Accordingly, eliminating the above problem not only makes it possible to bond the plastic and glass substrates accurately by means of the photosetting bonding material, but also causes substantially no stress between the photosetting bonding material and each substrate. Thus, the photosetting bonding material bonds the plastic and glass substrates more tightly.

As has been explained, the above method facilitates and stabilizes the manufacturing of the LCD element comprising two substrates, such as the plastic and glass substrates, whose linear expansion coefficients differ considerably.

The above and other object can also be fulfilled by an LCD element comprising a plastic substrate and a glass substrate and liquid crystal filled therebetween, the plastic and glass substrates opposing each other in parallel with a gap therebetween, wherein:

the LCD element includes a sealing agent as a set photosetting bonding material between the plastic and glass substrates; and

the plastic substrate absorbs a beam of light a little when transmitting the beam of light whose wave length is within an infrared region, the beam of light being irradiated to heat the photosetting bonding material.

According to the above structure, the beam of light heats the photosetting bonding material while curbing the heating to the plastic substrate when passing through the same. Accordingly, the photosetting bonding material increases the fluidity and bonds to each substrate closer, thereby bonding the plastic and glass substrates more tightly.

Since the plastic and glass substrates, or a pair of substrates made of different materials, can be bonded tightly, only the advantages of each material can be utilized efficiently.

As a result, the active elements for the LCD and a color filter can be formed on the glass and plastic substrates, respectively, and the resulting LCD element is thin, light and has excellent visual recognition.

For a fuller understanding of the nature and advantages of the invention, reference should be made to the ensuing detailed description taken in conjunction with the accompanying drawings.

BRIEF DESCRIPTION OF THE DRAWINGS

FIGS. 1(a) and 1(b) show a process to bond a plastic substrate and a glass substrate in the manufacturing method of an LCD element in accordance with first through third embodiments of the present invention: FIG. 1(a) is a longitudinal cross sectional view showing a state when two kinds of rays are irradiated in the same direction; FIG. 1(b) is a longitudinal cross sectional view showing a state when two kinds of rays are irradiated in their respective directions.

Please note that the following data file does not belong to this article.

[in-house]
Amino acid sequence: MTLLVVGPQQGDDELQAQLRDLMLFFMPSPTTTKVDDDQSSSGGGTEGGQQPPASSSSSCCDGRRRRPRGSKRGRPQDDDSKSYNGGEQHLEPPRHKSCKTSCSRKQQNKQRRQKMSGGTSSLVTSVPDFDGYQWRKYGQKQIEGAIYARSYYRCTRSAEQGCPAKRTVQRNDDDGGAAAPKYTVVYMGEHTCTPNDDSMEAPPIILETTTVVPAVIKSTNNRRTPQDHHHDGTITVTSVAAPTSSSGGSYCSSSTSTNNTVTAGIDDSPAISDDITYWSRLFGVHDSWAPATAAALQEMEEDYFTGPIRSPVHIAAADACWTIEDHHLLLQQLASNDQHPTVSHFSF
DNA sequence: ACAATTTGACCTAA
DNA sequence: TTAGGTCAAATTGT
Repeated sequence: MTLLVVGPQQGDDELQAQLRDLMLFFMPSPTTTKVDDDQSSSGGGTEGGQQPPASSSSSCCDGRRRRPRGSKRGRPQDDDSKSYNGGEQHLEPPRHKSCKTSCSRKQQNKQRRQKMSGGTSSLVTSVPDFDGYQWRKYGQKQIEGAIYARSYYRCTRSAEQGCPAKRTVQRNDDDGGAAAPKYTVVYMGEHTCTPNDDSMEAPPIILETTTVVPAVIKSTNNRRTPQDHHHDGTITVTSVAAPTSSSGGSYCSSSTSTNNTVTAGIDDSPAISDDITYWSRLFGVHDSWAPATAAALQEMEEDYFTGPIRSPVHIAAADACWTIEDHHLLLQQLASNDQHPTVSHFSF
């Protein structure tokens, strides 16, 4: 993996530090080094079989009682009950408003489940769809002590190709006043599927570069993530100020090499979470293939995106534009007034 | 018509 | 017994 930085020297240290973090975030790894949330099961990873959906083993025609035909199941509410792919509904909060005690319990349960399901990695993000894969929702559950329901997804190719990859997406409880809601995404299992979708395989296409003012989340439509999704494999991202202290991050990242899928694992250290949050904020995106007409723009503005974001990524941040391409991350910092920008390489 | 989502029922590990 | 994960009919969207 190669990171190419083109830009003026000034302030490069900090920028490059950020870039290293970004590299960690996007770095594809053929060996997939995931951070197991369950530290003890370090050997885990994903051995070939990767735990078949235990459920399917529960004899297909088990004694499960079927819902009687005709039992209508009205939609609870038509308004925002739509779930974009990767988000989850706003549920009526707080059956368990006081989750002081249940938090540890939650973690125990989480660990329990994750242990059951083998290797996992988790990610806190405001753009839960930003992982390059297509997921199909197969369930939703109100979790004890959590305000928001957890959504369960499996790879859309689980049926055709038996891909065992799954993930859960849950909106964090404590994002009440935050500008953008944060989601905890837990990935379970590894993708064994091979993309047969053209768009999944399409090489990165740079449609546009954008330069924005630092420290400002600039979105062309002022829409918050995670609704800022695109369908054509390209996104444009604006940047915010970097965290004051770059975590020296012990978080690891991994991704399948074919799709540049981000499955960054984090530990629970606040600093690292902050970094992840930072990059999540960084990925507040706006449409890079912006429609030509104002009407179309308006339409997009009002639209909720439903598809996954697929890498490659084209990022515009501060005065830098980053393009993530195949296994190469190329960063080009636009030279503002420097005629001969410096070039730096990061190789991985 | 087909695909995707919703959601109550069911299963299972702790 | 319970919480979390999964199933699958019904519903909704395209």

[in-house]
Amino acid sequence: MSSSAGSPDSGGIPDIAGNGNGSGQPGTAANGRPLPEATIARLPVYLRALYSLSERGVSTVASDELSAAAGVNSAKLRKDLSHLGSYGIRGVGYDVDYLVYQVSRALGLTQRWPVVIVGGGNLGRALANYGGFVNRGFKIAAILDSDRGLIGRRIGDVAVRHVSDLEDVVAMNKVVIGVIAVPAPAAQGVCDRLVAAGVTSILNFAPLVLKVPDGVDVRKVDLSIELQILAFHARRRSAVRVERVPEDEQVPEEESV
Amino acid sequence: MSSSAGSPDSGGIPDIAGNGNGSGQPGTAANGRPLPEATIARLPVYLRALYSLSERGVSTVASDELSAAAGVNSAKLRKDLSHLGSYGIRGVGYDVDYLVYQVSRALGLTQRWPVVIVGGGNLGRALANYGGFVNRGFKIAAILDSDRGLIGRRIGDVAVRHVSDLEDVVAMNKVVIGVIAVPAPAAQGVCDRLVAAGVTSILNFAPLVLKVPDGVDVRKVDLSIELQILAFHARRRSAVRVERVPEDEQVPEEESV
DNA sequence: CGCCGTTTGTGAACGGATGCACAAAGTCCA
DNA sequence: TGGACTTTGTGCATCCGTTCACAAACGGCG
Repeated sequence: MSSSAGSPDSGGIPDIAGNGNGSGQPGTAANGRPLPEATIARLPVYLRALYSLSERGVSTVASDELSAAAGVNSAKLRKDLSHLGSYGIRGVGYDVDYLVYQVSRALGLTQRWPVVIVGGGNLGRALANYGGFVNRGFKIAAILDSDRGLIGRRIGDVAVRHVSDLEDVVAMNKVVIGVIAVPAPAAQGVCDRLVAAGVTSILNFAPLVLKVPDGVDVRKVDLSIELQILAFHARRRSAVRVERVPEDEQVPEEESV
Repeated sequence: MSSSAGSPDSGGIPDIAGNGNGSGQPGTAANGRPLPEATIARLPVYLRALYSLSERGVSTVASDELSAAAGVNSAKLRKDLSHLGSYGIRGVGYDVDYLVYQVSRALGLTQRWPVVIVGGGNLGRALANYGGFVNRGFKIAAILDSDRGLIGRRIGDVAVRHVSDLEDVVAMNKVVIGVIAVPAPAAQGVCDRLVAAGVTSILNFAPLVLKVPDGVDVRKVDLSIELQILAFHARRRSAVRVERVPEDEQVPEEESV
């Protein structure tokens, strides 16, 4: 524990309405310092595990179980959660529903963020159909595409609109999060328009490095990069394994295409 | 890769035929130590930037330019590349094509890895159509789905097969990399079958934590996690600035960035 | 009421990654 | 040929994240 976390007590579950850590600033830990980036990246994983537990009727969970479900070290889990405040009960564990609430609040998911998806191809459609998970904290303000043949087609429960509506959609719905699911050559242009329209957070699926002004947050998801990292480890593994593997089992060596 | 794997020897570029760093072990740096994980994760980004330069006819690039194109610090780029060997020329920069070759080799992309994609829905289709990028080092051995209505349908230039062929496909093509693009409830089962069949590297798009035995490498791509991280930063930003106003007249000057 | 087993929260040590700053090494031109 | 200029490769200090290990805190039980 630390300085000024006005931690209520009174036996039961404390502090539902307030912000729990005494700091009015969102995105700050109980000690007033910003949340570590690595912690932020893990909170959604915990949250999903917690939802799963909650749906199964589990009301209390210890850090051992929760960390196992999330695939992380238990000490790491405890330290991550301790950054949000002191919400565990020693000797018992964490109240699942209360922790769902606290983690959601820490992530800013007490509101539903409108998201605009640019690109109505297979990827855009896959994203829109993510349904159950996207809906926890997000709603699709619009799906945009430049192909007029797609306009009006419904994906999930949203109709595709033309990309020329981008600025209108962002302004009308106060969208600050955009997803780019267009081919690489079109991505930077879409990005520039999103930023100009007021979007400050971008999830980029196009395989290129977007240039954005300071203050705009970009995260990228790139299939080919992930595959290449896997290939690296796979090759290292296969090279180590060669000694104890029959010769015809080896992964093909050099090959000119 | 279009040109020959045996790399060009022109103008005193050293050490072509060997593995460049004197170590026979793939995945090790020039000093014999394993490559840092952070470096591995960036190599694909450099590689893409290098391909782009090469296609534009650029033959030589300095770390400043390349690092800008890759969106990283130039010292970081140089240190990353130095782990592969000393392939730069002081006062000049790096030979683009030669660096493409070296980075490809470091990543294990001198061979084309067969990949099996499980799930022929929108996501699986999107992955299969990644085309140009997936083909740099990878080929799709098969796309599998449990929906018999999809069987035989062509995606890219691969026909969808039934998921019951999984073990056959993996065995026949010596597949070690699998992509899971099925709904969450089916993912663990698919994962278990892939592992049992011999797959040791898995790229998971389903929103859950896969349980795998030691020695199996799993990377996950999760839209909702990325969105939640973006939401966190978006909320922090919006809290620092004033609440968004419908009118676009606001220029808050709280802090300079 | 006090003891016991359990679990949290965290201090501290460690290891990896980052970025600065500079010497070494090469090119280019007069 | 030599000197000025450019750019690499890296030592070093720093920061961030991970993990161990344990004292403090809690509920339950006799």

FIG. 2 is a longitudinal cross sectional view depicting the structure of a plastic substrate in accordance with the first through third embodiments of the present invention.

FIG. 3 is a longitudinal cross sectional view showing all the steps in the LCD element manufacturing method in accordance with the first through third embodiments of the present invention and first through fifth comparative examples.

FIGS. 4(a) and (b) are longitudinal cross sectional views showing the state of a seal in minute concavities at the joint of the plastic and glass substrates in accordance with the first and third embodiments of the present invention.

FIG. 5 is a graph showing the intensity characteristics of a ray irradiated to the joint in the steps of FIG. 1(a) or 1(b).

FIG. 6 is a view explaining the state when a force such that separates the plastic substrate bonded to the glass substrate through the steps in FIG. 1(a) or 1(b) is applied on the edge thereof.

FIG. 7 is a longitudinal cross sectional view showing the steps to bond the plastic and glass substrates in the LCD element manufacturing method in accordance with a first comparative example.

FIG. 8 is a view explaining the state when a force such that separates the plastic substrate bonded to the glass substrate through the steps in accordance with first through fifth comparative examples is applied on the edge thereof.

FIG. 9 is a longitudinal cross sectional view showing the steps to bond the plastic and glass substrates in the LCD element manufacturing method in accordance with a second comparative example.

FIG. 10 is a longitudinal cross sectional view showing the steps to bond the plastic and glass substrates in the LCD element manufacturing method in accordance with a third comparative example.

FIG. 11 is a longitudinal cross sectional view showing the steps to bond the plastic and glass substrates in the LCD element manufacturing method in accordance with a fourth comparative example.

FIG. 12 is a longitudinal cross sectional view showing the steps to bond the plastic and glass substrates in the LCD element manufacturing method in accordance with a fifth comparative example.